Behaviours – Drugs and Medication

What the Law Says

Driving while impaired by alcohol, drugs or medication is a dangerous behaviour that is severely punished by the Criminal Code and the Highway Safety Code.

The Criminal Code in Brief

The Criminal Code is a federal law that applies in all Canadian provinces and territories. It sets out the rules and penalties that apply in the event of an alcohol- or drug-related driving offence: prison time, fines, driving prohibition periods, etc.

Under the Criminal Code, you could be arrested and convicted if:

Your blood alcohol concentration is over 80 mg of alcohol per 100 ml of blood (0.08)

If a police officer suspects that you have consumed alcohol, you may be required to blow into an alcohol screening device or submit to roadside physical coordination tests. Based on the results, the police officer may arrest you and take you to the police station in order to measure your blood alcohol concentration using a breathalyzer.

Your ability to drive is impaired by alcohol, drugs or medication

If a police officer suspects that you have consumed alcohol, drugs or medication, you may be required to submit to physical coordination tests or to blow into an alcohol screening device. These tests are enough for the police officer to place you under arrest and bring you to the police station in order to have you undergo another series of tests by an evaluating officer. The evaluating officer may measure your blood alcohol concentration using a breathalyzer, if you are suspected of having consumed alcohol.

You have drugs in your blood

If a police officer suspects that you have consumed drugs, you may be required to submit to physical coordination tests. These tests are enough for the police officer to place you under arrest and require that you provide a blood sample.

If your blood sample contains a concentration of cannabis (THC), for example, that is above the concentration prescribed by federal regulation, you could face Criminal Code charges. The prescribed blood drug concentrations for cannabis are as follows:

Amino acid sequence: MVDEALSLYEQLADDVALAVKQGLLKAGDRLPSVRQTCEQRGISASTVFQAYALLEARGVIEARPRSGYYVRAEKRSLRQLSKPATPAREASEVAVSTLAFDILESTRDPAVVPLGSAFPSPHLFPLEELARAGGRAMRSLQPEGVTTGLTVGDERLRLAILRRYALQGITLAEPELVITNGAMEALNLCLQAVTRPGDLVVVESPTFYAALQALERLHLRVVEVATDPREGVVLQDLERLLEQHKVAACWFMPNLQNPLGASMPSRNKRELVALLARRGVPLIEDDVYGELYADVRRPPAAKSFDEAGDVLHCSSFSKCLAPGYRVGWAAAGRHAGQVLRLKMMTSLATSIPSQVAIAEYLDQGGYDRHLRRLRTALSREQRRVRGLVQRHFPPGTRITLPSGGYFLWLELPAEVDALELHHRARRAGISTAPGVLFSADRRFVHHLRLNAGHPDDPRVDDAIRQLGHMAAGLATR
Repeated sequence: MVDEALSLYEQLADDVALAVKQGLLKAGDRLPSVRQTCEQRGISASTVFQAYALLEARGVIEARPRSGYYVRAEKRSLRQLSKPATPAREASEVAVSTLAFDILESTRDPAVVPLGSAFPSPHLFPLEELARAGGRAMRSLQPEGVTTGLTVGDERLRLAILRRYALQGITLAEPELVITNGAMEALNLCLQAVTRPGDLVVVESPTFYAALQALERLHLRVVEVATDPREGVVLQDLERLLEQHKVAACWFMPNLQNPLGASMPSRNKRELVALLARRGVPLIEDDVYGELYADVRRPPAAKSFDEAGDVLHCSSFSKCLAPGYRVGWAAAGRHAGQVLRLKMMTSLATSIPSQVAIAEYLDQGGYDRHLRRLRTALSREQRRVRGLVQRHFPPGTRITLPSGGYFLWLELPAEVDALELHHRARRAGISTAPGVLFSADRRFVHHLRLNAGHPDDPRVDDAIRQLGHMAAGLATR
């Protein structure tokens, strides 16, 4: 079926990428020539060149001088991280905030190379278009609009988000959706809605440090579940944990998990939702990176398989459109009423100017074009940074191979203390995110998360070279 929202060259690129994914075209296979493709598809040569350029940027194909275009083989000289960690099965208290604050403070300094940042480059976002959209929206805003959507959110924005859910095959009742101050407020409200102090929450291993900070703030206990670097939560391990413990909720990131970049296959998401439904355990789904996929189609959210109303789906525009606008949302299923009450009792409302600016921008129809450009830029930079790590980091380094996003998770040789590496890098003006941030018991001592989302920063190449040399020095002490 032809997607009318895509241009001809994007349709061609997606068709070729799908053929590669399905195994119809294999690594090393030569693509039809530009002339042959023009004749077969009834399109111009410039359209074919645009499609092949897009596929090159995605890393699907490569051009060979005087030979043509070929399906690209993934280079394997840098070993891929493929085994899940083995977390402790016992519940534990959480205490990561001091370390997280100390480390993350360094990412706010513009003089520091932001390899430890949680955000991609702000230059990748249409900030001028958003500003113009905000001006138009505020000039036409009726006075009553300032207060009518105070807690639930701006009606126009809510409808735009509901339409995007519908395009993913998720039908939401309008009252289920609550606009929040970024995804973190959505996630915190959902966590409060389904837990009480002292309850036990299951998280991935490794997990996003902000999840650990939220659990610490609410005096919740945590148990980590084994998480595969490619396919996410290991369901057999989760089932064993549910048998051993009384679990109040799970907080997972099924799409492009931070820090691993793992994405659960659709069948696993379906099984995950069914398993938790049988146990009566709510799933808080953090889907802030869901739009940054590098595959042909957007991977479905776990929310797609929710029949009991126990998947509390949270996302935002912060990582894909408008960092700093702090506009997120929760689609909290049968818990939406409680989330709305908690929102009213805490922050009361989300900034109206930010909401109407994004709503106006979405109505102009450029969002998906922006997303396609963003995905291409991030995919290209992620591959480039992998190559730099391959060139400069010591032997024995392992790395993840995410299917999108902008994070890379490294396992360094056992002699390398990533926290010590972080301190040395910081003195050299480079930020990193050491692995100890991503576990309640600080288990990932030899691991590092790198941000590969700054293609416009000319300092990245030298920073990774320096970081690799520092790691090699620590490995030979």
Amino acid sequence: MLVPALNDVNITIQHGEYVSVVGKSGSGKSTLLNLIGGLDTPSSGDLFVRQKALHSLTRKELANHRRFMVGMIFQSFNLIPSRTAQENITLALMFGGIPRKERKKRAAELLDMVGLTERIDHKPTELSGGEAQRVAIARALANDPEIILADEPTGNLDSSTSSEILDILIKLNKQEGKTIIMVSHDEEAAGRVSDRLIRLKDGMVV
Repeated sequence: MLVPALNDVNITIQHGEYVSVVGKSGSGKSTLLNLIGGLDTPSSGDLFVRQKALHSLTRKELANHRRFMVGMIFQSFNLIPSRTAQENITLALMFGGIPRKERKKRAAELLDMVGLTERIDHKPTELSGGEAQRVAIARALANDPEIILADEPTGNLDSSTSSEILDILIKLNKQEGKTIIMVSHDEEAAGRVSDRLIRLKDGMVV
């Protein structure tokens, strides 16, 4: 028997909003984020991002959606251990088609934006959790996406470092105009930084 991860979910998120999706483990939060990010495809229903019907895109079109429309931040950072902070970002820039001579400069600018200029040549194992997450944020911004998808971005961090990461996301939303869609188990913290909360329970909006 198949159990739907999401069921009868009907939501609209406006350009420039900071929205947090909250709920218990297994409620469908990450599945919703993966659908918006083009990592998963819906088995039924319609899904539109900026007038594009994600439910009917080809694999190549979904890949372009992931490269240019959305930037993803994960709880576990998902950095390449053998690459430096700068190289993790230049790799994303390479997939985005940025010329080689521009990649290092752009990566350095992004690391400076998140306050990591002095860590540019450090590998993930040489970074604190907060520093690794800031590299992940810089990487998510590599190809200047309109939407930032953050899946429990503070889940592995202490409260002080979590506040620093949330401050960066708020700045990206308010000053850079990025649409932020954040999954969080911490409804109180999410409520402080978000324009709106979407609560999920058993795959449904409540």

• 2 nanograms of THC per millilitre of blood
  • 5 nanograms of THC per millilitre of blood
  • 2.5 nanograms of THC per millilitre of blood, combined with a blood alcohol concentration equal to or over 50 milligrams of alcohol per 100 millilitres of blood

For all other drugs, any detectable trace at all is enough to face charges.

You refuse to obey the orders of a peace officer

Refusing to submit to the tests conducted by a police officer is a criminal offence. Should you commit such an offence, you will automatically be imposed the stiffest penalties allowed by law.

Useful information
Care or control of a vehicle

The law not only prohibits impaired driving, but also having the care or control of a vehicle while impaired. Here are some situations that can have the same consequences as impaired driving:

  • sitting in the driver’s seat, even if the vehicle is stopped or broken down
  • being in the vehicle (even asleep on the back seat) and having the possibility of starting the engine
  • being near the vehicle, for example to brush snow off the car or put things in the trunk

The Highway Safety Code in Brief

The Highway Safety Code is a provincial law that applies only in Québec. It sets out administrative measures and penalties that can be imposed at 2 specific times.

Upon arrest – as soon as an offence is committed

After the trial – if you are convicted under the Criminal Code

  • Revocation of your driver's licence or your right to obtain one
  • Obligation to drive a vehicle equipped with an alcohol ignition interlock device (depending on the situation)
  • Program to assess and reduce the risk of impaired driving (depending on the situation) (website in French only)

The SAAQ is responsible for applying these penalties and measures.

Additional details

Impaired driving can only be caused by alcohol or drugs. Wrong!

Don't depend on your blood alcohol concentration to know if you are impaired. Several other factors can come into play. Fatigue, stress or illness may amplify the effects of alcohol, drugs or medication.

Police powers: officers are trained and able to detect impaired driving

If a police officer has doubts regarding a person’s ability to drive, he or she can have the driver undergo a series of tests, known as physical coordination tests (balance, walking and other tests) or have the driver blow into a breathalyzer, for example.

These tests are enough to place a driver under arrest.

A police officer may have sufficient grounds to place a driver under arrest for impaired driving simply by observing his or her behaviour.

Useful information

Do you think you have a trick to avoid detection by peace officers?

You might be surprised by what you learn in our Myths and Facts section!